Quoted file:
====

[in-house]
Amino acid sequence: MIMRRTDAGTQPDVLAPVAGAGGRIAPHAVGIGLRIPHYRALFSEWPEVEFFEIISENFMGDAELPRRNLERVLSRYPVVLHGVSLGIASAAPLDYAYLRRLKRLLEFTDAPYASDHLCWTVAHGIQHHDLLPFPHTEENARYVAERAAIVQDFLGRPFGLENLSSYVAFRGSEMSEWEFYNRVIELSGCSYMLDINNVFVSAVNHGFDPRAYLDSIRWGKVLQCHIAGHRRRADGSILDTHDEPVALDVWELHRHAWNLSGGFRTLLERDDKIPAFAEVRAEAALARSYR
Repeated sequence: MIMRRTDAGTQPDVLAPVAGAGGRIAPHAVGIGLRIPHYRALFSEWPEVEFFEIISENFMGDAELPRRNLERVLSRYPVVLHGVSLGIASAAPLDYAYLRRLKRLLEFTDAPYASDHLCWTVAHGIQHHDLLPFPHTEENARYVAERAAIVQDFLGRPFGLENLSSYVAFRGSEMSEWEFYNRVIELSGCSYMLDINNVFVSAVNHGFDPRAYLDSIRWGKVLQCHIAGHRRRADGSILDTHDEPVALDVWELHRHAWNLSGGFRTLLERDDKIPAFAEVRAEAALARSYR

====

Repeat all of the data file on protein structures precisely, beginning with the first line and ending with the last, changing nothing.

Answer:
[in-house]
Amino acid sequence: MIMRRTDAGTQPDVLAPVAGAGGRIAPHAVGIGLRIPHYRALFSEWPEVEFFEIISENFMGDAELPRRNLERVLSRYPVVLHGVSLGIASAAPLDYAYLRRLKRLLEFTDAPYASDHLCWTVAHGIQHHDLLPFPHTEENARYVAERAAIVQDFLGRPFGLENLSSYVAFRGSEMSEWEFYNRVIELSGCSYMLDINNVFVSAVNHGFDPRAYLDSIRWGKVLQCHIAGHRRRADGSILDTHDEPVALDVWELHRHAWNLSGGFRTLLERDDKIPAFAEVRAEAALARSYR
Repeated sequence: MIMRRTDAGTQPDVLAPVAGAGGRIAPHAVGIGLRIPHYRALFSEWPEVEFFEIISENFMGDAELPRRNLERVLSRYPVVLHGVSLGIASAAPLDYAYLRRLKRLLEFTDAPYASDHLCWTVAHGIQHHDLLPFPHTEENARYVAERAAIVQDFLGRPFGLENLSSYVAFRGSEMSEWEFYNRVIELSGCSYMLDINNVFVSAVNHGFDPRAYLDSIRWGKVLQCHIAGHRRRADGSILDTHDEPVALDVWELHRHAWNLSGGFRTLLERDDKIPAFAEVRAEAALARSYR